Memorabilia mishmash, Part I: Photos
Feb. 15, 2011
Virtually everyone has a stack of muddled vacation mementos lying around in their house: the photos you just never had time to sort through, the programs and maps that you kept perfectly pressed in your suitcase right up until the moment you got home, the weird little tchotchkes that were just so darling in the store window but look ridiculous on your bookshelf. Every time you see them, you vow to go through it all soon, and yet it keeps not happening. With each trip you take, the pile looms higher, and now Hawaii is mixed in with Niagara Falls, and who has the energy to sort that mess out?
As with any monumental organizing task, the hardest part is getting started. The tower of papers seems unassailable, right? Then start small. Spend a couple hours just sorting your pictures, be they printed or digital, into the right stacks – Grand Canyon over here, Mexico over there, etc. Sound too main-stream for you? Break your shots up based on whether or not the focal point is a living thing, divide them based on the most dominant color, or categorize them off of what time of day it was. Some people will have a pile of pictures from various weddings they’ve attended, while someone else will have a shoebox full of shots they snapped from the summits of all the 13,000-footers they’ve climbed (pro tip: shoeboxes are a great tool when you’re doing preliminary photo organizing). The point is to stop putting it off. Believe it or not, you can watch ‘Glee’ and sort photos at the same time.
Next comes the pruning stage. Even professionals often take many so-so or just plain bad shots, so don’t feel bad if you delete or toss a lot of pictures. Before posting your album to Facebook or buying a 50-page album, turn an editorial eye on all those grand vistas and goofy grins and get rid of the ones that don’t speak to you in some way. This is also your opportunity to remove any embarrassing shots. Let’s say you took 50 pictures of the same fountain. Unless you’re trying to create a 360° view of the fountain, or you captured someone being murdered, you don’t need most of those shots. Some of your pictures of will be blurry, have sun flares or be photobombed. Unless these factors somehow add to the shot, which occasionally happens, pictures with these qualities should be the first to go.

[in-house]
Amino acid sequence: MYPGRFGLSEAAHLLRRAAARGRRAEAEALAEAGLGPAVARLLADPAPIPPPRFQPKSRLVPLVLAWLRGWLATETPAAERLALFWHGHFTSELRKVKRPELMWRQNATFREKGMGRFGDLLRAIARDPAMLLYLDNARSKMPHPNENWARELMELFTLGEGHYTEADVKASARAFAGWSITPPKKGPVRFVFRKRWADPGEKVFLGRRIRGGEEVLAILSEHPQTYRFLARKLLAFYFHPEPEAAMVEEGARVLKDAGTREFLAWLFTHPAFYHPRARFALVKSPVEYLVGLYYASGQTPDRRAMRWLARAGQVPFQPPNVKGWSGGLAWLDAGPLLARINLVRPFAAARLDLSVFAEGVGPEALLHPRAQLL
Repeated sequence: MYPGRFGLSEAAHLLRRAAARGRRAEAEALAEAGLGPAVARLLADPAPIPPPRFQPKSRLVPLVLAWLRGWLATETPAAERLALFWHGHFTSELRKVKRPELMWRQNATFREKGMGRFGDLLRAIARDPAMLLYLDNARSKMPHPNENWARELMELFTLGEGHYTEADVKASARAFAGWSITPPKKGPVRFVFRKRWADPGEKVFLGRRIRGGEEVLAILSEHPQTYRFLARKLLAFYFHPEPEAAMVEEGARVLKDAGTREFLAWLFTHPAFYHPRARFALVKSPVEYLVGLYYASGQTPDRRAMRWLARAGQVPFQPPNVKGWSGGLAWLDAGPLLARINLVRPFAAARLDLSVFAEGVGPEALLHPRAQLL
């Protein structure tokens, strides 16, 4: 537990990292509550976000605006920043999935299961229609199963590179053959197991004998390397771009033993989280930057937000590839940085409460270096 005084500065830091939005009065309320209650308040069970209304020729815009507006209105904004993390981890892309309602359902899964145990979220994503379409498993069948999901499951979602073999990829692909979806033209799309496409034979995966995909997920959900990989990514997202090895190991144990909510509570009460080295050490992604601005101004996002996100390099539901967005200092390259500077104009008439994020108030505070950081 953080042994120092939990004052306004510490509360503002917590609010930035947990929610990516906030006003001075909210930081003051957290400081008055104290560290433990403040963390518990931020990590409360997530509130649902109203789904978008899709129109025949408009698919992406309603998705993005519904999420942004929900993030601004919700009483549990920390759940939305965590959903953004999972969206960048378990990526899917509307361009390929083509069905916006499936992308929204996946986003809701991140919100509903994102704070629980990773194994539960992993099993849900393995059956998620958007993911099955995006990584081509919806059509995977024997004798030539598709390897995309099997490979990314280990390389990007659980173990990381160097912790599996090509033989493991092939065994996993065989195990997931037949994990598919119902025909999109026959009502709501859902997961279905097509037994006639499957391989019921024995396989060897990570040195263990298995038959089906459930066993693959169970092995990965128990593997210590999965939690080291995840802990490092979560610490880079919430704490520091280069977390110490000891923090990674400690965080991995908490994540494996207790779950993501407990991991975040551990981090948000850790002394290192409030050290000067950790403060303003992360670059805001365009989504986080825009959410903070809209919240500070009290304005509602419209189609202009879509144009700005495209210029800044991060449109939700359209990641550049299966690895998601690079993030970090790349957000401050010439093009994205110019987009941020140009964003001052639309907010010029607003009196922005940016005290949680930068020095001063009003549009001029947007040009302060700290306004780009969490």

Use gut instinct from here. A picture you took in the early evening might lend a really neat perspective to the fountain compared to an identical one you took at noon. Keep the few that really grab your attention or evoke the best memories. Get rid of the rest or save them somewhere separate from your “keeper” shots. Once you know how many good pictures you’ve got, you can divide the remaining work up more knowledgably than you could when all you knew was that your vacations tried to swallow you every time you opened the closet.
It’s up to you how far you go in organizing your vacation(s). Some people are content to save them on their computer with no labels, others insist that each “keeper” be meticulously captioned, and some prefer digital photo frames. Those with a bent towards arts and crafts might like to print their pics and organize them into albums or scrapbooks. Whatever you do, make sure that when your friends ask to see your Caribbean cruise, you don’t bore them to tears with grainy or repetitive photos. Even if your best shots make it no further than a Sharpie-labeled shoebox, at least when you pull it down from the shelf you can be so confident that you won’t be labeled the worst vacation photographer ever (even if you really are).